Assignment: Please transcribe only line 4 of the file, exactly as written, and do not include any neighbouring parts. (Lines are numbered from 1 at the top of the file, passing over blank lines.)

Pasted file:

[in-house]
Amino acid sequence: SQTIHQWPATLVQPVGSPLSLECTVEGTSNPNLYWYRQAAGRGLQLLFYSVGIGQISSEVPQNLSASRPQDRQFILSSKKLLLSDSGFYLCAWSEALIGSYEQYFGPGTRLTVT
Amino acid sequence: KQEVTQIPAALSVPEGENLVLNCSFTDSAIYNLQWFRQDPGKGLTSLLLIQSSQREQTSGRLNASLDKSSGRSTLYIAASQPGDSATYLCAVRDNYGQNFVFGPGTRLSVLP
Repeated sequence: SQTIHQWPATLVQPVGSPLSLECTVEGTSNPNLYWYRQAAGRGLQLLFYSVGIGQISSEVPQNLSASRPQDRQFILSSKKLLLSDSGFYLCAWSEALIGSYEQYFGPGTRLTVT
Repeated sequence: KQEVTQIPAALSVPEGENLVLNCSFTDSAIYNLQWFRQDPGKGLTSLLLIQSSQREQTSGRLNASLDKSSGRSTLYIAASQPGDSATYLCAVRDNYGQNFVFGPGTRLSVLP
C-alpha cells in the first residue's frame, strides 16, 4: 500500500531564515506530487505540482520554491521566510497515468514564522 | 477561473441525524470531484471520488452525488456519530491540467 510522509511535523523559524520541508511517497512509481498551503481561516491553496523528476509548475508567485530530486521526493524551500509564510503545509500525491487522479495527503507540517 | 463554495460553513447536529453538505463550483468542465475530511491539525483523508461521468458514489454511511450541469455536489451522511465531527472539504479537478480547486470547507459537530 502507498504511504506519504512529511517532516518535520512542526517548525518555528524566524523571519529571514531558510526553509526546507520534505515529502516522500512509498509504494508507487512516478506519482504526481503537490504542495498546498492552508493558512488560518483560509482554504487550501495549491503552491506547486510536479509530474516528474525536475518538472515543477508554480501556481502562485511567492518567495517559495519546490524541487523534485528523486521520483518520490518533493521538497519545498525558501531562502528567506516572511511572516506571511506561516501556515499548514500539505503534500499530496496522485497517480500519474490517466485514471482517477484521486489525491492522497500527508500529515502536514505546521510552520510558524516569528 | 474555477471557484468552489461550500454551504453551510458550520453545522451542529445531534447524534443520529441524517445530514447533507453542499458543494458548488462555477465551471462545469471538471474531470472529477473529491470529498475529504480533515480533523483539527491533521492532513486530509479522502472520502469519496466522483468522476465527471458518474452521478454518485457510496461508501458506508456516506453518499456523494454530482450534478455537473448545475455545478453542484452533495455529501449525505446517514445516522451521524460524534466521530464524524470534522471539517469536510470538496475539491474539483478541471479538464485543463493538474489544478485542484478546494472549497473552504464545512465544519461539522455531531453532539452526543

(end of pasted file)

Repeated sequence: SQTIHQWPATLVQPVGSPLSLECTVEGTSNPNLYWYRQAAGRGLQLLFYSVGIGQISSEVPQNLSASRPQDRQFILSSKKLLLSDSGFYLCAWSEALIGSYEQYFGPGTRLTVT